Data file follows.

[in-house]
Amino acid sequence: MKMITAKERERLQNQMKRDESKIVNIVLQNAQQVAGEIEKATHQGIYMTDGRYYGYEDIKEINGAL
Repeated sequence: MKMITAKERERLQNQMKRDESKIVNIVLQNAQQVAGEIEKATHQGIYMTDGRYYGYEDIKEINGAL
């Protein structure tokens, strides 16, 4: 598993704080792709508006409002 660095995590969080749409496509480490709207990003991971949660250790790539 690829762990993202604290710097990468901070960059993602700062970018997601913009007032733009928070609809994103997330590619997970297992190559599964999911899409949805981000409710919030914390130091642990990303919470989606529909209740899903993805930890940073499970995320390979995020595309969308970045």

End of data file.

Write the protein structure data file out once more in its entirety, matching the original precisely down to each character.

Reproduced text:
[in-house]
Amino acid sequence: MKMITAKERERLQNQMKRDESKIVNIVLQNAQQVAGEIEKATHQGIYMTDGRYYGYEDIKEINGAL
Repeated sequence: MKMITAKERERLQNQMKRDESKIVNIVLQNAQQVAGEIEKATHQGIYMTDGRYYGYEDIKEINGAL
């Protein structure tokens, strides 16, 4: 598993704080792709508006409002 660095995590969080749409496509480490709207990003991971949660250790790539 690829762990993202604290710097990468901070960059993602700062970018997601913009007032733009928070609809994103997330590619997970297992190559599964999911899409949805981000409710919030914390130091642990990303919470989606529909209740899903993805930890940073499970995320390979995020595309969308970045």